Seen side-by-side in photographs, they struck an almost comic pose: his girth dwarfing her petite frame. When they married, her parents called them ‘the elephant’ and ‘the dove’. He was the older, celebrated master of frescoes who helped revive an ancient Mayan mural tradition, and gave a vivid visual voice to indigenous Mexican labourers seeking social equality after centuries of colonial oppression. She was the younger, self-mythologising dreamer, who magically wove from piercing introspection and chronic physical pain paintings of a severe and mysterious beauty. Together, they were two of the most important artists of the 20th Century.
When it comes to telling the story of the complex relationship between Frida Kahlo and Diego Rivera, historians invariably reach for the same set of biographical soundbites: his early career in Paris in the 1910s as a Cubist and her childhood struggles with polio; their fleeting first acquaintance in 1922 when she was just 15 and he was 37; the bus accident three years later that shattered her spine, pelvis, collarbone and ribs; her discovery of painting as salvation while she was bedridden and recuperating; their re-acquaintance in 1927 and his early awe at her talent; his affairs and her abortions; their divorce in 1939 and remarriage a year later.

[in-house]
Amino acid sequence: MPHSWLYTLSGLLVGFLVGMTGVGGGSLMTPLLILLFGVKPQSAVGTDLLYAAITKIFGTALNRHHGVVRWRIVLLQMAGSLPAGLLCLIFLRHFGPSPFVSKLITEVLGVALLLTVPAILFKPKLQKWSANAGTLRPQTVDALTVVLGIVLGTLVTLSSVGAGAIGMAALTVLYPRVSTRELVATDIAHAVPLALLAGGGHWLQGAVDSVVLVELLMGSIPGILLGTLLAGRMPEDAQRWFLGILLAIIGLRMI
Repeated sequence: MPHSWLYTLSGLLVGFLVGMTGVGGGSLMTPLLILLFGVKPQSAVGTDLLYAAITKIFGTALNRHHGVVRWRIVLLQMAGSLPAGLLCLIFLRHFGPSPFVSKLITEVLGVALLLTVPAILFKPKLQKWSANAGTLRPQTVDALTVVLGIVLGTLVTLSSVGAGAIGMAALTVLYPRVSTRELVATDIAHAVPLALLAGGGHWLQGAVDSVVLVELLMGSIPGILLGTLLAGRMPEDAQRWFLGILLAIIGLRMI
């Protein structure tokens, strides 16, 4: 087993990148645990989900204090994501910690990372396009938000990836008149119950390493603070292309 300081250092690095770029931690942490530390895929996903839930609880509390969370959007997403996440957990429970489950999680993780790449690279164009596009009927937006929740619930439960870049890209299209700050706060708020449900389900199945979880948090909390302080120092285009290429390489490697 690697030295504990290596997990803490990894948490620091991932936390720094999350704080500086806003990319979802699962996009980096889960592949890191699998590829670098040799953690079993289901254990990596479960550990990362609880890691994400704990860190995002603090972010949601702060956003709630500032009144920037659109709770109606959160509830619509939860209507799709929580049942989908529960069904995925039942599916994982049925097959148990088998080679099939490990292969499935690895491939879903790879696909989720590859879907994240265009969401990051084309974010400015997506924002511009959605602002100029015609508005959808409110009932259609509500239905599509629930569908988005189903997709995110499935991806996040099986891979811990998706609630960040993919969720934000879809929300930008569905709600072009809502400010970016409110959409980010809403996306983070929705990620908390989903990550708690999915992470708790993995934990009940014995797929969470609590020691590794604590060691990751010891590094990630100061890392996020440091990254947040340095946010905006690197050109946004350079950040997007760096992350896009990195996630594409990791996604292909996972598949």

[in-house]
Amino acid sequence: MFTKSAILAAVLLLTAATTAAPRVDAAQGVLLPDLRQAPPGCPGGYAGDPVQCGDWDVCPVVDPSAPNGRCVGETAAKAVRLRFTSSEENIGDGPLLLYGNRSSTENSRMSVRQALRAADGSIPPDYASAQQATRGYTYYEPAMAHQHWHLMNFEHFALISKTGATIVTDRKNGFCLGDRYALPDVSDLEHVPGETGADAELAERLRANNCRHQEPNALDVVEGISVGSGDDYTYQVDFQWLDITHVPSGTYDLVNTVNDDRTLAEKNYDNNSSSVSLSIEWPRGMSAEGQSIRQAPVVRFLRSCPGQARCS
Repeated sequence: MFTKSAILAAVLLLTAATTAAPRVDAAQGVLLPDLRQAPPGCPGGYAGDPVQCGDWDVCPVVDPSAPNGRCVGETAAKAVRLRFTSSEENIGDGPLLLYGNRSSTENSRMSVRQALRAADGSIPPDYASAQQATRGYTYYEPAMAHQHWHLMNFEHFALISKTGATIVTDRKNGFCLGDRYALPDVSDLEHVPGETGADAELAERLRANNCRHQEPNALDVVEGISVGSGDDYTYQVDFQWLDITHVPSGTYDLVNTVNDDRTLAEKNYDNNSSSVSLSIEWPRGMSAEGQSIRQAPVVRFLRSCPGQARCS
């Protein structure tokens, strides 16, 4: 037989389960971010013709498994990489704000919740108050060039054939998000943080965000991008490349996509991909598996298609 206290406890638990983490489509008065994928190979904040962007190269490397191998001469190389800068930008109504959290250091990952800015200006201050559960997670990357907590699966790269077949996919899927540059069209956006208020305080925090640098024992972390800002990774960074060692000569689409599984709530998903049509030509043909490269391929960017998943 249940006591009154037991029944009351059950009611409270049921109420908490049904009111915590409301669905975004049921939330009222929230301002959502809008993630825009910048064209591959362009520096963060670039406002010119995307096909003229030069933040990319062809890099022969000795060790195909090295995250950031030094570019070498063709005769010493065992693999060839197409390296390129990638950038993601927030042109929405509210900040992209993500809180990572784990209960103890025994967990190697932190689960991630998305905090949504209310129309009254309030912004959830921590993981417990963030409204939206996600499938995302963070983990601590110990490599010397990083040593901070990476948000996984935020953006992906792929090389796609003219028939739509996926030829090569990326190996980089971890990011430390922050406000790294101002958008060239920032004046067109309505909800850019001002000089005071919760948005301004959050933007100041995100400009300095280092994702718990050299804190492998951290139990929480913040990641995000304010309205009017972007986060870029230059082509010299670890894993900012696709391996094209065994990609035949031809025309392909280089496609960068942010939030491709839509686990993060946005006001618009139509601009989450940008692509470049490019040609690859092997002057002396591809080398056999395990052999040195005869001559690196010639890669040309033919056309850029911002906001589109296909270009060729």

Portrait of the artists
But if you really want to comprehend the passions and resentments, adoration and pain that defined the intense entanglement of Kahlo’s and Rivera’s lives, stop reading and start looking. Everything you need to know is there in the way the two artists portrayed each other in their works. Take Frida and Diego Rivera (1931), the famous double portrait she painted two years after they married for the first time in 1931, when the couple were living in California’s Bay Area.
Though the ribbon pinched in the beak of the pigeon that hovers in the top right of the painting may joyously declare “Here you see us, me, Frieda Kahlo, with my dearest husband Diego Rivera”, this is hardly the picture of uncomplicated marital bliss. With its criss-crossing, out-of-sync stares and slowly unclasping hands, the canvas vibrates with subtle tensions. The relationship it depicts is anything but straightforward or easily captioned.
What are we to make of the slight swivel of Diego’s head, forever away from hers, while his eyes drift back like a compass’s needle in Kahlo’s direction? What can we gather from the cockeyed, quizzical tilt of her own gaze, fixed as it is in dead space somewhere to our left, refusing either to run in parallel with his or engage ours? How do we read the curious clash of sartorial styles – his European suit and her traditional Mexican dress? Though Kahlo painted the work, why is it that we find Diego clutching the palette and brushes, as she grips a knot at her stomach with one hand and, with the other, begins to let go?
Read more at the BBC.